Qigong and tai chi are traditional self-healing exercises originating from ancient China.

They feature coordinated movements focused on body posture, deep breathing and mental focus.

Qigong can include movement or simply sitting or standing mediation. 

Tai chi, on the other hand, involves complex and choreographed movements that match one’s breath. 

While some people can manage their blood sugar with diet and exercise, roughly 37 million Americans rely on insulin treatments.

Mindfulness activities including yoga and meditation have been known to help manage their blood sugar levels – 66 per cent of Americans with type 2 diabetes do them – but scientists have been unable to quantify the benefits until recently.

A team of researchers at the University of Southern California’s Keck School of Medicine reported that mind-body activities lowered hemoglobin A1c, a measure of the average blood glucose level for the past 3 months – by 0.84 per cent, on average.

Their analysis was published in the Journal of Integrative and Complementary Medicine.  

The scientists analyzed 28 published clinical trials that have tested various practices including yoga, qigong, meditation and mindfulness-based stress reduction. 

Qigong, a coordinated body-posture, movement, and meditation practice with roots in ancient China, was associated with a 0.66 per cent drop in A1c.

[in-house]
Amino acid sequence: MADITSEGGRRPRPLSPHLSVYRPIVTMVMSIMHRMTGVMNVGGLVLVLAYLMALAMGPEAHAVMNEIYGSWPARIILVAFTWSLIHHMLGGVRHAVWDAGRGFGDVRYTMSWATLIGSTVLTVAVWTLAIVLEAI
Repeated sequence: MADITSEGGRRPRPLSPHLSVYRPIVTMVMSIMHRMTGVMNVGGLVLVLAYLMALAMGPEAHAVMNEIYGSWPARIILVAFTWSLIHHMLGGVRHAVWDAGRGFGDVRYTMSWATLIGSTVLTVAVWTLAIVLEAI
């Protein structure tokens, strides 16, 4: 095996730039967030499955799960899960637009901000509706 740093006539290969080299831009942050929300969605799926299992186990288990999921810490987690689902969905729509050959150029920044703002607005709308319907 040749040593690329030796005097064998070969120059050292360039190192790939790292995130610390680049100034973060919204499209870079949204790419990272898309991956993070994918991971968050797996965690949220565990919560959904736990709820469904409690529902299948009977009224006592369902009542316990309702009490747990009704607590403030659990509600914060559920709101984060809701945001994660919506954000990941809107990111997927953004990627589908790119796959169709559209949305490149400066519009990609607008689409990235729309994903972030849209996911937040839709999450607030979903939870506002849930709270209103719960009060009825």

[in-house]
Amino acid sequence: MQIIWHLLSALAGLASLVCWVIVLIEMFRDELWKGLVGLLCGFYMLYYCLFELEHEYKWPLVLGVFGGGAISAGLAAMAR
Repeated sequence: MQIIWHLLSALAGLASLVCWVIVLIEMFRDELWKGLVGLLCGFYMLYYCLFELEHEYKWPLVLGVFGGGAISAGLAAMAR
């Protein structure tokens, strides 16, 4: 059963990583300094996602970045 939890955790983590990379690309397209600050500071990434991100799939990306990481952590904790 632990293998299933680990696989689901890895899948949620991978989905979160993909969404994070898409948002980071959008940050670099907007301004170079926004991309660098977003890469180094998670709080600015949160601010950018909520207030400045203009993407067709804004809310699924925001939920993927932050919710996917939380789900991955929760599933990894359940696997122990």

Mindfulness-based stress reduction practices including meditation contributed to a 0.48 per cent decrease.

Yoga was the most studied mind-body practice and had the greatest benefit to type 2 diabetics, lowering hemoglobin A1c by about 1 per cent.

That reduction, the authors note, is comparable to the 1 per cent reduction in A1c caused by the common diabetes drug metformin.

People who kept up with yoga several times a week saw the steepest reduction in their A1c.

The analysis suggests that when combined with prescription medication, mindfulness activities can double the effectiveness of the drugs.

Dr Richard Watanabe, a professor of population and public health sciences and physiology and neuroscience at the Keck School of Medicine, said: ‘What is important about this study is that the effect is very strong and that it is on top of the standard of care.’

Type 2 diabetes can be prevented using healthy lifestyle measures such as maintaining a good diet, exercising, avoiding smoking, and losing excess weight.

About 96 million Americans are prediabetic, meaning their blood sugar levels are higher than normal, but not high enough yet to be diagnosed as type 2 diabetes.

People with prediabetes are vulnerable to type 2 diabetes as well as heart disease and stroke.

Engaging in mind-body activities could be helpful for those at high risk of developing diabetes.

Dr Sanogo said: ‘This could be an important tool for many people because type 2 diabetes is a major chronic health problem and we are not doing a good enough job at controlling it.’

‘Although this study does not address it as a preventive measure, it does suggest it could help people who are pre-diabetic reduce their risk for future type 2 diabetes.’